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The contents of my goody bag from Cult Pens! Even Daisy the Editing Spaniel was impressed!

It’s been a couple of days since I returned from my second SfEP (Society for Editors and Proofreaders) conference, and I’ve just about regained the power of speech, although I can’t guarantee this blog will make 100% sense (but when do they ever?!).

As expected, I have returned filled with inspiration and knowledge (and a stinking cold) as well as excitement and joy at making new friends and seeing old ones again.

The theme of this year’s conference was ‘Let’s Talk About Text’, which is something that we editors and proofreaders do indeed like to talk about. It was a fitting theme and the whole weekend provided serious food for thought on the different types of text we work on and the similarities and differences we all face.

My first session was ‘Where do you go next? Developing your editorial and professional career’, led by Chris McNab. This was one of the sessions that has given me the most to think about, and I particularly enjoyed the blend of Chris’s real-life anecdotes about his own career and more practical work where we filled in a worksheet about our priorities and plans. There’s something about writing things down that makes them seem more achievable, and looking around as pens scribbled away furiously, I got the feeling I certainly wasn’t the only one who was feeling slightly inspired. I have some follow-up work to do as a result of this session, such as formalising my five-year plan (world domination, naturally) and working out what’s in store for KT Editing Services in the years ahead.

In the afternoon, I moderated a live discussion forum on the issue of fees, with the question ‘What can we, as freelancers, do to encourage clients to pay reasonable rates?’. It was a lively and interesting session, with around thirty participants breaking off into small groups to discuss various issues and questions linking in to the overall theme. As freelancers or individuals working for ourselves, there’s always the risk of becoming isolated, and this session was a great way to speak to other editors face to face and discuss an issue that affects every one of us. As expected, everyone was respectful and willing to listen to others, even when there were several opinions being aired about a particular aspect. I found it immensely valuable and it gave me a fresh perspective on some things. I’m sad to say we didn’t find a way to work for an hour a day and become a millionaire, but perhaps next year!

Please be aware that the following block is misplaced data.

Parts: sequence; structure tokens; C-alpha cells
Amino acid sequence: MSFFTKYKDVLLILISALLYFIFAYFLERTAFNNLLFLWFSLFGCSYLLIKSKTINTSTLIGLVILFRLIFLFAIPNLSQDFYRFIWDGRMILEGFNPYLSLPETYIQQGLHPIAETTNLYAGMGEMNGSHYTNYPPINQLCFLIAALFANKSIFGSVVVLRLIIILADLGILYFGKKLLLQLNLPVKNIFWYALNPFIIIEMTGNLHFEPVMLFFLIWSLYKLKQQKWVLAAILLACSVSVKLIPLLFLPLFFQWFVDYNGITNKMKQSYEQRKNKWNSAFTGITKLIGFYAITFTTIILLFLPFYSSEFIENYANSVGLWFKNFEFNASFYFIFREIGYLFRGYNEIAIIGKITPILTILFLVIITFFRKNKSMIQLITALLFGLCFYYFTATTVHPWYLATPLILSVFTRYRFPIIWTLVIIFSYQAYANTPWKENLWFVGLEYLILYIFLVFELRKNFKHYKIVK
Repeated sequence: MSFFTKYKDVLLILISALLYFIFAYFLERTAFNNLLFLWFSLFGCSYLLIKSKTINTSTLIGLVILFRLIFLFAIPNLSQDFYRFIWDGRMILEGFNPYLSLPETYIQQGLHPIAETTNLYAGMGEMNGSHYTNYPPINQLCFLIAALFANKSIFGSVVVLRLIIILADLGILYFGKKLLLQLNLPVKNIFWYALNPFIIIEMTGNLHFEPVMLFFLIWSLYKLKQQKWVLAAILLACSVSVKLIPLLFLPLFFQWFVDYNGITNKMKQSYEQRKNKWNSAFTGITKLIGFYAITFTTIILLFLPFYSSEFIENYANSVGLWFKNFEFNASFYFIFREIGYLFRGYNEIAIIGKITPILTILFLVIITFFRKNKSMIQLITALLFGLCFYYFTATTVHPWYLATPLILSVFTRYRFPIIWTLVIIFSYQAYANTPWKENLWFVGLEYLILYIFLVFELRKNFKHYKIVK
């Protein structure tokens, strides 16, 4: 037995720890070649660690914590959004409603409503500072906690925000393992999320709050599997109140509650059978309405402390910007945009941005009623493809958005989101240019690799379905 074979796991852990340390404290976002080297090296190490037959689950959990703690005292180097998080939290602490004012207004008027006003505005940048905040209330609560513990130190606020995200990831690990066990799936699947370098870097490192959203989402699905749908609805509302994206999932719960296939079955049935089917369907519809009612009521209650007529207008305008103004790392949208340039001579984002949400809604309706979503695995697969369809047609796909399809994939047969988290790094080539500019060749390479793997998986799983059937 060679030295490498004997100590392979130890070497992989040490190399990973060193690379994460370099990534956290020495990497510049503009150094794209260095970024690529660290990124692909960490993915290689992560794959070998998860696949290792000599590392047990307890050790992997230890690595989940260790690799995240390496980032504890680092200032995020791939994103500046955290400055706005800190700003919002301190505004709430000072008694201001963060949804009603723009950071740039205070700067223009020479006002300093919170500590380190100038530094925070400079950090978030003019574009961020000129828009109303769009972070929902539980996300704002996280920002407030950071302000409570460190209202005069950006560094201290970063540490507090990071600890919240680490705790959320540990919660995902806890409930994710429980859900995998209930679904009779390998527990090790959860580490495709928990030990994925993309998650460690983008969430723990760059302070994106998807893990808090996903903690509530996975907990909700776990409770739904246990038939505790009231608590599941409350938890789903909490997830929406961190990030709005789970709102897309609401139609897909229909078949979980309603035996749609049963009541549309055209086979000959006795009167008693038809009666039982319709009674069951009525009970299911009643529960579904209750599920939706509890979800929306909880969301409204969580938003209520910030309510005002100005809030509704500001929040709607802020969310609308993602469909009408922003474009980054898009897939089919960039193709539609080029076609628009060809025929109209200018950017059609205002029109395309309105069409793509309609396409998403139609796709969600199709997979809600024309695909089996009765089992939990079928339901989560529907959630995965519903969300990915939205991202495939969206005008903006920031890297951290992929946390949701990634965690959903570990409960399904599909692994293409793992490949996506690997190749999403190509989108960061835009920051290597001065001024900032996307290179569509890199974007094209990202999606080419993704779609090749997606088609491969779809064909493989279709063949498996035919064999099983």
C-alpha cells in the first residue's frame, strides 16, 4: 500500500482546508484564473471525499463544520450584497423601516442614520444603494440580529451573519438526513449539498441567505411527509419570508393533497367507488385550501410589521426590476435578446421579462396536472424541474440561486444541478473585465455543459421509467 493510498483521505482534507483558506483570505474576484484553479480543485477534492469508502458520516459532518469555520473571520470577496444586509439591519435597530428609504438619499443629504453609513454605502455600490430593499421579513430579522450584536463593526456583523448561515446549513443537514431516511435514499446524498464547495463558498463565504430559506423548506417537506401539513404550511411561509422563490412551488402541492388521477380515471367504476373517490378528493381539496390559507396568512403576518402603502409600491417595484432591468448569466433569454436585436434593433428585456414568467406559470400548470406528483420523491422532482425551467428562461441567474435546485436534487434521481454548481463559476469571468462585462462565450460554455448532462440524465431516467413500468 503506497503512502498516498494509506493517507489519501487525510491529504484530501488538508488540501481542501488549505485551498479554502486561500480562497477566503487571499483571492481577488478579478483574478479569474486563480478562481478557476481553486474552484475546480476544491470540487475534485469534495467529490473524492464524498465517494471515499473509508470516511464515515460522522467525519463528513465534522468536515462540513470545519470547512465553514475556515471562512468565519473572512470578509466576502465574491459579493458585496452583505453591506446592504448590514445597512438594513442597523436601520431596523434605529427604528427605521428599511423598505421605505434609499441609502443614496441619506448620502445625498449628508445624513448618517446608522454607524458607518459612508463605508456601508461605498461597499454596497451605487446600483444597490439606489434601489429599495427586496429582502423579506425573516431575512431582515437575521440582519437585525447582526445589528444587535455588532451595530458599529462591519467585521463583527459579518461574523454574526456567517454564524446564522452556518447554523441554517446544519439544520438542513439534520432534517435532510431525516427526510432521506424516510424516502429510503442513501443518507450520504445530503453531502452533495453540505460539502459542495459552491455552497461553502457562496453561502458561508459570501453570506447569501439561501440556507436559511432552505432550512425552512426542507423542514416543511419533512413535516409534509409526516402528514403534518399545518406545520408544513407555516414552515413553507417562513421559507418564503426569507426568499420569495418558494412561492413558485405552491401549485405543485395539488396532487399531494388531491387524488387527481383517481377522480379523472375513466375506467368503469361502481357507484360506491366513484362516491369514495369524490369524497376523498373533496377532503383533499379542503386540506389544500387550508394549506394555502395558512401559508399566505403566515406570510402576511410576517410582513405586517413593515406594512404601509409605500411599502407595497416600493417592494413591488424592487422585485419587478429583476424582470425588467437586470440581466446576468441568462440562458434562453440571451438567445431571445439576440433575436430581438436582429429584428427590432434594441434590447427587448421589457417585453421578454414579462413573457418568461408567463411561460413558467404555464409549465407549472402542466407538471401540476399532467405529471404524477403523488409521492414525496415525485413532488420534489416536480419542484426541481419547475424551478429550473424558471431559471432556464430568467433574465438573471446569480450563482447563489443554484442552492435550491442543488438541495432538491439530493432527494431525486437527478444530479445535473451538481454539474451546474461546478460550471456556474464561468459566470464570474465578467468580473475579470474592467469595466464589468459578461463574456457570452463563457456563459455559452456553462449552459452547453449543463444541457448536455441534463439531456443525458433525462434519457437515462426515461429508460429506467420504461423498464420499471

On Monday, Laura Poole’s fantastic session about work/life balance was another highlight, and again has provided me with lots of things to think about and the need to sit down and reevaluate how much I am taking on, and what I am sacrificing when I do. For such a small person physically, Laura’s personality and brightness filled the whole room, and I think everybody left the room feeling invigorated and much more positive. I’m also looking forward to reading her book, which she thoughtfully signed for me, and putting some of her suggestions into practice.

With excellent talks from Susan Greenberg, David Crystal and Lynne Murphy, there was much to discuss with other editors. And discuss we did! The social aspect of conferences is just as important to me as taking part in work-related sessions, and thankfully there was plenty of time built in for socialising. The pub quiz was great fun, even though we were disrupted halfway through by a stray mouse appearing (that’s our excuse for not winning and we’re sticking to it).

A final word on the venue, which was Aston University in Birmingham. I thought it was an excellent choice. Everything ran smoothly (bar my small PowerPoint disaster and a fire alarm the first morning which saw me propelled onto the street in my bear pyjamas) and the facilities were very smart. Next year’s location has been revealed as Wyboston Lakes and it looks very posh, so I’m putting that in the diary already!

For anyone who hasn’t attended a conference before, I’d strongly recommend it. It’s exhausting and yes, it does cost money, but the value for money is unrivalled, and you can make friends for life there as well as finding the confidence and knowledge to carry you to the next step in your career.